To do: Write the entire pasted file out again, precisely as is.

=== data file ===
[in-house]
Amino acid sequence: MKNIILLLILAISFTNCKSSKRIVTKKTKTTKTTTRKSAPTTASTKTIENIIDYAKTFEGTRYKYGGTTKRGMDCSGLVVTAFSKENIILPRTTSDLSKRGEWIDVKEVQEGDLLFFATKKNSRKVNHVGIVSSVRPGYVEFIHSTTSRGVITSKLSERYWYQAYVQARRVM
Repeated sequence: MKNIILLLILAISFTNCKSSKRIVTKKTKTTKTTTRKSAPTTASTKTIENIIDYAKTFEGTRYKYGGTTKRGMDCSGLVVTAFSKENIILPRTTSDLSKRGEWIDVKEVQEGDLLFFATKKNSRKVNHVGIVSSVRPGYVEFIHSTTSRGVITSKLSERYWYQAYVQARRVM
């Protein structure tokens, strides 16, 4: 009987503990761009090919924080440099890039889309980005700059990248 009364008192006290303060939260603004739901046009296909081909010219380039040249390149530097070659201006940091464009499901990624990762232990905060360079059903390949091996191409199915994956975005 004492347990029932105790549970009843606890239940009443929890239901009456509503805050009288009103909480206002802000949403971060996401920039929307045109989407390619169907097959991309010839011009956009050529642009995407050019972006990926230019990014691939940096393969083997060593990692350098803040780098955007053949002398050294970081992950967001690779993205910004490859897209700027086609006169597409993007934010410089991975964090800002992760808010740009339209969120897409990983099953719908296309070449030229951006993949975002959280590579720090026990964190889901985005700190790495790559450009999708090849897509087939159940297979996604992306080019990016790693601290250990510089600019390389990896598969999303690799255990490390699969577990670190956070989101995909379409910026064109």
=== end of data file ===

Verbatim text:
[in-house]
Amino acid sequence: MKNIILLLILAISFTNCKSSKRIVTKKTKTTKTTTRKSAPTTASTKTIENIIDYAKTFEGTRYKYGGTTKRGMDCSGLVVTAFSKENIILPRTTSDLSKRGEWIDVKEVQEGDLLFFATKKNSRKVNHVGIVSSVRPGYVEFIHSTTSRGVITSKLSERYWYQAYVQARRVM
Repeated sequence: MKNIILLLILAISFTNCKSSKRIVTKKTKTTKTTTRKSAPTTASTKTIENIIDYAKTFEGTRYKYGGTTKRGMDCSGLVVTAFSKENIILPRTTSDLSKRGEWIDVKEVQEGDLLFFATKKNSRKVNHVGIVSSVRPGYVEFIHSTTSRGVITSKLSERYWYQAYVQARRVM
């Protein structure tokens, strides 16, 4: 009987503990761009090919924080440099890039889309980005700059990248 009364008192006290303060939260603004739901046009296909081909010219380039040249390149530097070659201006940091464009499901990624990762232990905060360079059903390949091996191409199915994956975005 004492347990029932105790549970009843606890239940009443929890239901009456509503805050009288009103909480206002802000949403971060996401920039929307045109989407390619169907097959991309010839011009956009050529642009995407050019972006990926230019990014691939940096393969083997060593990692350098803040780098955007053949002398050294970081992950967001690779993205910004490859897209700027086609006169597409993007934010410089991975964090800002992760808010740009339209969120897409990983099953719908296309070449030229951006993949975002959280590579720090026990964190889901985005700190790495790559450009999708090849897509087939159940297979996604992306080019990016790693601290250990510089600019390389990896598969999303690799255990490390699969577990670190956070989101995909379409910026064109």